Saturday, October 11, 2014

A Shot of Lead in the Head!

In the previous post (Replaced the Head) I successfully managed to change the cylinder head on the Mini, and pretty chuffed I was with myself too as it was quite a big job. Anyway, now I have the old head off and in the shed I can start to strip it down and see what's what.

The head that went on was one I'd done quite a lot of work on (here) and is fitted with hardened exhaust valve seats. Because of this and also the fact the car was manufactured in the late 80's, I simply assumed that the head that came off would also be fitted with the same hardened seats. Turns out I was wrong, which is a bit of a shame as I really wanted to keep the head as a spare.

The original cylinder head
So why lead?
It seems that history has largely forgotten the name Thomas Midgley, which is unusual given his massive impact on the world. Back in the early 20th century while working for a subsidiary of General Motors, Midgely discovered that adding lead in the form of Tetraethyllead (TEL) to petrol (or gasoline if you prefer) worked really well as an antiknock agent and also prevented valve seat damage, in fact the lead accumulated around the valve seats and just made them work better. 

This discovery would have been brilliant had it not been for the disturbing fact that lead, as we all know is exceptionally toxic to almost everything that draws breath. Indeed Midgely himself and many of the workers at the time had to be treated for lead poisoning and a few even died from the condition.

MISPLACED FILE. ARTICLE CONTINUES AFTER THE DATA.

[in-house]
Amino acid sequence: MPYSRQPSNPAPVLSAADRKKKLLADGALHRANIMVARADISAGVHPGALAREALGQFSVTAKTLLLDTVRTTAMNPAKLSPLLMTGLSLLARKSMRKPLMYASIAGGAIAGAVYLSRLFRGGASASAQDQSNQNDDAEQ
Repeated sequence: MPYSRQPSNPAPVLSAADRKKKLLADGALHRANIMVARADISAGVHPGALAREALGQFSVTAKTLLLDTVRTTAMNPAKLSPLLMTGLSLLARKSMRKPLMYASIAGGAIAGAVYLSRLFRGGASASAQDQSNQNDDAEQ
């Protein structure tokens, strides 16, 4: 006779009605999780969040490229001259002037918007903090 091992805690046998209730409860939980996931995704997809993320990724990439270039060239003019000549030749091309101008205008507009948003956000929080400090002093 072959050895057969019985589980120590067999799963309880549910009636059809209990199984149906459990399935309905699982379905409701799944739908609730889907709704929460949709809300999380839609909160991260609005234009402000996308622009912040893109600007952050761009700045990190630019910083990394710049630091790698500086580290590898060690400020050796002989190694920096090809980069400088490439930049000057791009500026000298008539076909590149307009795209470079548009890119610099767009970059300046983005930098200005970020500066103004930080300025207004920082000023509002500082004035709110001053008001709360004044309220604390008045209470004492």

So despite the deaths and obvious risk to public health, TEL was signed off as a 'safe' fuel additive and consequently used on a global scale for the rest of the 20th century. I'm sure the fact that oil companies and automotive manufacturers, being the owners of the various patents for the manufacture of TEL had absolutely nothing to do with that decision. Cynical! Well maybe just a little.

It seems crazy to think that at the time Midgely was actually awarded a prize for his discovery. As if being credited as the guy who introduced lead to petrol wasn't bad enough, Midgely went on to add the development of CFC's to his legacy also! It has been suggested that Migdely has had more impact on the atmosphere than any other single organism in Earth's history. Wow, I have to remember that next time I mess up!

As the 20th century rolled on, various environmental and health concerns were being raised about air pollution and the levels of lead found in soil and other weird and wonderful places. Fingers were pointed, arguments were had and opinions were formed, but there was no mistaking the source of the offending pollutant. So slowly and I have to say thankfully leaded petrol was phased out and eventually banned in most countries.


Unleaded fuel
Here in the UK unleaded petrol was introduced around 1986 to help the Government meet its objective of reducing the amount of lead emissions into the environment. With the levels of lead permissible in 4 Star being continually lowered, it was only a matter of time before leaded petrol was to become as extinct as the dinosaurs it was made from. By the time it was finally announced in 1998 most if not all of the new cars of the day were already able to run on unleaded.

So when were Minis equipped to cope with the dreaded unleaded? Reading through this excellent article here by Mini Mania it seems to be about 1990ish. However, at the time it looks like Rover had no hard and fast rules regarding the change over from leaded to unleaded heads making it very difficult to know for certain which type you have.